With the basic geometry defined, it was time to optimize the part for light weight while insuring it can withstand the forces resulting from opening shock of the parachutes. A skinny part is better as it minimizes total weight and maximizes ultimate flight altitude, but more importantly, this part is at the apex of the HAPP and will strongly contribute to a higher center of gravity. This is bad - see my struggles with CG in the last post. Too skinny, however, and the part will fail when the chutes deploy. How to find the right balance?
For this we need some real engineering, and the right tool is finite element analysis. The 3D modeling package I'm using, AutoCAD Fusion 360, happens to have a nice little FEA component that's extremely intuitive and easy to use. To run the analysis, however, we need to know what maximum force we can expect from the parachute opening shock.
I performed the shock analysis by hand using some references from NASA back in the 1960s (the technical gift that keeps on giving!), the Naval Ordnance Lab, and the Naval Surface Weapons Center. I used numerical integration to scale time/force curves given known parameters, yielding a conservative maximum force estimate of 1150 newtons.
If you want to play around with such things and don't feel like rolling your own, I recommend you check out a little piece of software called OSCALC. It gave a worst-case force of 1050 newtons, thereby validating the accuracy and conservative nature of my approach. It also comes with a user manual that walks through some of the math.
The analysis assumes we are using three of these lovely parachutes from the folks at Fruity Chutes. The number and size of chutes was selected to yield a landing speed of 2 meters per second, which is equivalent to being dropped from a height of 0.2 meters. If one chute fails to open, the landing speed will be only 3 m/s, which is still pretty cushy.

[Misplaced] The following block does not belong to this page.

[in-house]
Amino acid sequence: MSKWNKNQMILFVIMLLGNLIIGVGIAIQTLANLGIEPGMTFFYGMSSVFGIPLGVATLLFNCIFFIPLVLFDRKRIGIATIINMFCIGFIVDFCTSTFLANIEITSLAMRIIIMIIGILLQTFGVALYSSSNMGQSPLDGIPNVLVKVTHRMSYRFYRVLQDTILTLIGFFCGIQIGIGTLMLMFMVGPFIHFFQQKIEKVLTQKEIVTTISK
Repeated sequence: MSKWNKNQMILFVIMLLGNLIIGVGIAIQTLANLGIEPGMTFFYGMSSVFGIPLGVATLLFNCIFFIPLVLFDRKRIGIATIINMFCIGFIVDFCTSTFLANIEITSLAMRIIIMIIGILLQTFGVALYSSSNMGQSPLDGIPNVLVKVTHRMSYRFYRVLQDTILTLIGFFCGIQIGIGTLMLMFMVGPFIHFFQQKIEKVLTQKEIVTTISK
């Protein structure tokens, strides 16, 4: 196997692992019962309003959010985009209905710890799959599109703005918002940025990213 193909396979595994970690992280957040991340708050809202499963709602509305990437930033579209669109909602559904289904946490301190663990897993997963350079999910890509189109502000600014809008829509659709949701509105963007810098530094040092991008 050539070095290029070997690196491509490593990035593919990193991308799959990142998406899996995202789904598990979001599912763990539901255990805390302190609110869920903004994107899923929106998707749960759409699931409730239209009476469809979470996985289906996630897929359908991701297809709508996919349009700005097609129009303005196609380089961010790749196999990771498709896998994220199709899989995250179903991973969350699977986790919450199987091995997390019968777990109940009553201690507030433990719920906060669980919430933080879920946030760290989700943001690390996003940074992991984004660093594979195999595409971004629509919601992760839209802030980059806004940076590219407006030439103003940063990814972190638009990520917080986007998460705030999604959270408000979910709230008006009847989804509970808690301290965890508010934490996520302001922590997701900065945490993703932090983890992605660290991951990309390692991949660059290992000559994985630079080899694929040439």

With the forces defined, it was time to optimize the design using FEA. I started with a design based on manual calculations using cantilever beam equations. From there, I went through 7 cycles of fine-tuning the design and the choice of materials. Finally I settled on aluminum 7075-T6 and the design shown in the renderings above.
Here's a little video showing the final design after optimization. The amount of deformation is greatly exaggerated - in real life you'd not be able to see it with your eyes. The blue color denotes a high safety factor, and yellow, orange, and red colors denote progressively lower ones. A safety factor of zero means the part is right at the yield strength for the material. I optimized the design so the region with the lowest safety factor is at 0.5 - appropriate given the conservative analysis of parachute forces.
To give you an idea of how the design evolved with the FEA analysis, here's a comparison of the parachute attachment arms from version 1 and the final version 7. The arms got shorter, they changed from a round profile to a variable elliptical profile, and the chute attachment rings got substantially smaller. All of that extra metal was not necessary. Besides changes to the arms, the base portion that inserts into the main body strut got longer. This was mainly to accommodate the cone-shaped feature that assists with blind insertion of the camera mounting bolt.
Final part weight is 139 grams. Currently, the part is being CNC milled out of a single piece of 7075-T6 aluminum by the outstanding team at ProtoLabs.
OK kiddies, this concludes our case study in mechanical engineering for the day. See you next post for some live testing of parachutes!